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Latest Mesozoic Stories

High Diversity Of Flying Reptiles 110 million Years Ago In England
2013-06-12 16:19:23

Brazilian paleontologists Taissa Rodrigues, of the Federal University of Espirito Santo, and Alexander W. A. Kellner, of the National Museum of the Federal University of Rio de Janeiro, have just presented the most extensive review yet available of toothed pterosaurs from the Cretaceous of England.

Study: Allosaurus Ate Less Like A Crocodile, More Like A Falcon
2013-05-22 10:42:47

To dismember its prey, the mighty Tyrannosaurus rex thrashed its massive head from side to side. T. rex’s smaller cousin, the Allosaurus, was a more dexterous hunter and tugged at prey more like a modern day falcon.

Ichthyosaur Fossil Indicates Dolphin-Like Dinos Survived Into Jurassic
2013-05-15 14:43:09

A fossil previously used as a stepping stone for mules has deepened the mystery surrounding the evolution of ichthyosaurs, dolphin-like marine reptiles that were contemporaries of the dinosaurs.

Atlantis Found In Brazil Via Discovery Of Ancient Granite Rock
2013-05-09 09:08:58

A team of experts from Brazil and Japan say they have discovered their version of Atlantis, or at least an ancient piece of granite that was part of a continent that disappeared nearly a hundred million years ago when Africa and South America separated.

New Head-Butting Dinosaur Species Named
2013-05-08 05:02:51

Scientists writing in the journal Nature Communications have identified a new species of dog-sized bone-headed (pachycephalosaur) dinosaur. The dinosaur, Acrotholus audeti, represents the oldest bone-headed dinosaur in North America, and possibly the world, dating back 85 million years ago.

Tyrannosaurus Bataar Fossil Finally Returns Home To Mongolia
2013-05-07 09:56:57

Nearly a year after a dinosaur fossil was first reported stolen from Mongolia it is finally being returned to its rightful owner. US authorities in New York have returned the remains of the 70-million-year-old Tyrannosaurus bataar to the Mongolian government.

Microraptor Hunted Fish
2013-04-23 08:56:58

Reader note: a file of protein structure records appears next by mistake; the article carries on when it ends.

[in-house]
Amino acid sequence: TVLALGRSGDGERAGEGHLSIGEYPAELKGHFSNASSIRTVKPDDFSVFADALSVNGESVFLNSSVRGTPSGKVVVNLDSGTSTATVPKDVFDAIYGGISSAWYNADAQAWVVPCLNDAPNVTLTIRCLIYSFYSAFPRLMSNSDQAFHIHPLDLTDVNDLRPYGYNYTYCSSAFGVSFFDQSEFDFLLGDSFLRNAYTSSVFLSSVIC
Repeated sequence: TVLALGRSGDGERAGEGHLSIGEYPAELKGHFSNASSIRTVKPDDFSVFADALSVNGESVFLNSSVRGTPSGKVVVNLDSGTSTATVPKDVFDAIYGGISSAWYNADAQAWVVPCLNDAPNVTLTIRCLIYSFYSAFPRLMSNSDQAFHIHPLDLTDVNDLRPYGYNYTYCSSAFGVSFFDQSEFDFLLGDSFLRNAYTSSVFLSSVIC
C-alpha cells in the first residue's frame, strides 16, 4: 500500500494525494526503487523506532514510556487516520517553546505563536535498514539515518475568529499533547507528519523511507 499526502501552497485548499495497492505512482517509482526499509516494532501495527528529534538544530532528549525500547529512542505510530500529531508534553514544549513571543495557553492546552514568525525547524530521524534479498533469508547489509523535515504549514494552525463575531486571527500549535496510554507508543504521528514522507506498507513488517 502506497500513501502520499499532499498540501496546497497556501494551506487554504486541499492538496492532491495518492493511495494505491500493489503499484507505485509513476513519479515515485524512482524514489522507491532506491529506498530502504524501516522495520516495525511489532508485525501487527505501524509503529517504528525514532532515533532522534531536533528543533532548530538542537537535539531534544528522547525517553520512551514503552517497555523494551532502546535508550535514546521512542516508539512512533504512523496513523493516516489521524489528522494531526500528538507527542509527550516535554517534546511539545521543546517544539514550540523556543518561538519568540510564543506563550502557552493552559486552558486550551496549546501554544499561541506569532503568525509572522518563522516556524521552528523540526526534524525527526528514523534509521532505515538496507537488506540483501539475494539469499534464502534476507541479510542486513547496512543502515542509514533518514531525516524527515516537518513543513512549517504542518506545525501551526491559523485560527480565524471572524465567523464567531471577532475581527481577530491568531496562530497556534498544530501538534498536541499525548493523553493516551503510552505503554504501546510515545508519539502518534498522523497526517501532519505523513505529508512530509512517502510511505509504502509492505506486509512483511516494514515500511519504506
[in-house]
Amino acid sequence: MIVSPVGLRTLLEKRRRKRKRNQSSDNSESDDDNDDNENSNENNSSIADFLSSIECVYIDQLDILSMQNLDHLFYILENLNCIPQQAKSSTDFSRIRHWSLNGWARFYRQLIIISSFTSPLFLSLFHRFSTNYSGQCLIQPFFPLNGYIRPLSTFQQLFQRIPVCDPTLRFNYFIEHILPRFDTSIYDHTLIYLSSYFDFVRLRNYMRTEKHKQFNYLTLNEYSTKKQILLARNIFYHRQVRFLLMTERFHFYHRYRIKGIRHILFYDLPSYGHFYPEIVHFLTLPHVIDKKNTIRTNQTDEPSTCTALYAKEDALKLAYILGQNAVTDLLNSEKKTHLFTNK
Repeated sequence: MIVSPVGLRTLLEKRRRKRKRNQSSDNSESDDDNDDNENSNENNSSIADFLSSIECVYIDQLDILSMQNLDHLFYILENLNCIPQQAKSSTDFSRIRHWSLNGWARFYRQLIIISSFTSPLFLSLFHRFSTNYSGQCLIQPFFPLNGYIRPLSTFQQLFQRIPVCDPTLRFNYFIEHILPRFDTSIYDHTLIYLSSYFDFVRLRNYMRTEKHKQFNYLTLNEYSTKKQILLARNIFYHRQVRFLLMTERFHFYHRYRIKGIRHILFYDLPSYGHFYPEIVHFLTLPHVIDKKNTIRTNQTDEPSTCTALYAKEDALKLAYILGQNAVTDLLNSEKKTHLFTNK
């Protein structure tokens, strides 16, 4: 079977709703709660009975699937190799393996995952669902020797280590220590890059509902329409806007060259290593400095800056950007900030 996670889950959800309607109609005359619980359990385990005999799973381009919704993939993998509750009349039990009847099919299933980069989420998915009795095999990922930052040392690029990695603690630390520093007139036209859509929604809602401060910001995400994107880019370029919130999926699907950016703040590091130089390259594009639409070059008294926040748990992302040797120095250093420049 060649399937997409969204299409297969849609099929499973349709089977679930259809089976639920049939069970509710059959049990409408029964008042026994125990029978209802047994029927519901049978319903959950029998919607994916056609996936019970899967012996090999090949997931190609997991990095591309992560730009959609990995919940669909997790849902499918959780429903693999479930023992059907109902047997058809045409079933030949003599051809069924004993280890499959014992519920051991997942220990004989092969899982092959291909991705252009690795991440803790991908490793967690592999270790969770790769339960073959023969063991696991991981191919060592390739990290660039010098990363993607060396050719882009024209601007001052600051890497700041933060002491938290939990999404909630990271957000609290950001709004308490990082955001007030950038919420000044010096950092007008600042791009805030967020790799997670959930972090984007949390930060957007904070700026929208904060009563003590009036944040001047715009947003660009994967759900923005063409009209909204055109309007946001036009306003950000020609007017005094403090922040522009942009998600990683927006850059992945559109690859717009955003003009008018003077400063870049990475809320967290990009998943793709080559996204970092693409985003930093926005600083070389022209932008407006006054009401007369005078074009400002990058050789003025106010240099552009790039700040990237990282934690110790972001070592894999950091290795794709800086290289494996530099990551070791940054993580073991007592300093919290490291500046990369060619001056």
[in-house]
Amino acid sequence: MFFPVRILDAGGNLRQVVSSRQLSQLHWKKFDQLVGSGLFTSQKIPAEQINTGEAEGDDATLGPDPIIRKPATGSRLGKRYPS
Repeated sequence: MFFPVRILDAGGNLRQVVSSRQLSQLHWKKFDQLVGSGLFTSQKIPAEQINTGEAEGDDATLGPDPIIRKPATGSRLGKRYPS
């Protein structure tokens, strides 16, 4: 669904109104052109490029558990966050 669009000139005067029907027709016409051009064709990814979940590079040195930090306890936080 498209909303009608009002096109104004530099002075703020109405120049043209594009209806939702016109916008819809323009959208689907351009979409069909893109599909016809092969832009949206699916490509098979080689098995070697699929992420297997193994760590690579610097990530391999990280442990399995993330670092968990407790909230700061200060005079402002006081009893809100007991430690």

New research reveals that the flying Microraptor dinosaur was a capable aquatic hunter as well and was able to swoop down and pluck fish out of the water.

Dinosaurs Were Great Swimmers
2013-04-09 05:13:44

Researchers have found new evidence that dinosaurs were excellent swimmers, according to a study published in Monday’s edition of Chinese Science Bulletin, an academic journal co-sponsored by the Chinese Academy of Sciences and the National Natural Science Foundation of China.

Scientists Solve Mystery Of California Tectonics
2013-03-19 12:50:14

A team of American scientists believe they have solved a geological mystery buried about 100 miles below California.

Fossil Bird Discovered With Teeth For A Tough Diet
2013-01-07 11:02:26

Researchers recently discovered the fossils of an early bird whose teeth – like its dinosaur cousins – had 'ornamentations' specialized for a tough diet of shelled insects and crabs.


Latest Mesozoic Reference Libraries

2014-04-22 14:52:09

Edwin Harris Colbert (September 28, 1905 – November 15, 2001), known as “Ned” to his friends and colleagues, was a distinguished American Paleontologist. He helped popularize the study of dinosaurs through his prolific research, writings, and 40 years of work as a curator at the American Museum of Natural History in New York. Colbert was born in Clarinda, Iowa, but moved to Maryville, Missouri during infancy. Like many young children, and most of his predecessors and contemporaries,...

Othniel Charles Marsh
2013-10-14 09:50:48

Othniel Charles Marsh (October 29, 1831 – March 18, 1899) was an American paleontologist, specializing primarily in vertebrates. He is highly renowned as one of the most prominent scientists of his time, having discovered and described dozens of new species. Marsh is also credited with developing what is currently the most widely accepted theory of the origin of birds. Marsh was born in Lockport, New York, to a family of moderate means. Thanks to the generosity of his uncle, George...

Styracosaurus
2013-04-29 14:54:48

Styracosaurus, meaning “spiked lizard” from the Ancient Greek styrax “spike at the butt-end of a spear-shaft” and sauros “lizard” was a genus of herbivorous ceratopsian dinosaur from the Cretaceous Period, about 76.5 to 75 million years ago. It had four to six long horns, stretching from its neck frill, a smaller horn on each cheek, and a single horn jutting out from its nose, which may have been up to 2 feet long and 6 inches wide. The function/functions of these horns and frills...

Thescelosaurus
2013-04-28 18:48:11

Thescelosaurus, meaning “godlike”, “wondrous”, or “marvelous” and “lizard” was a genus of small ornithopod dinosaur that appeared at the very end of the Late Cretaceous period in North America. It was a member of the last dinosaurian fauna before the Cretaceous-Paleogene extinction event around 65.5 million years ago. The completeness and preservation of many of its specimens illustrate that it might have preferred to live near streams. This bipedal ornithopod is known from...

Daspletosaurus
2013-04-28 18:27:18

Daspletosaurus, meaning “frightful lizard” is a genus of tyrannosaurid theropod dinosaur that resided in western North America between 77 and 74 million years ago, during the Late Cretaceous Period. Fossils of the only named species were found in Alberta, although other possible species from Alberta and Montana wait for description. Daspletosaurus is closely related to the much larger and more current Tyrannosaurus. Like most of the known tyrannosaurids, it was a multi-ton bipedal...

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Word of the Day
megalophonous
  • Having a loud voice; vociferous; clamorous.
  • Of grand or imposing sound.
The word 'megalophonous' comes from Greek roots meaning 'big' and 'sound'.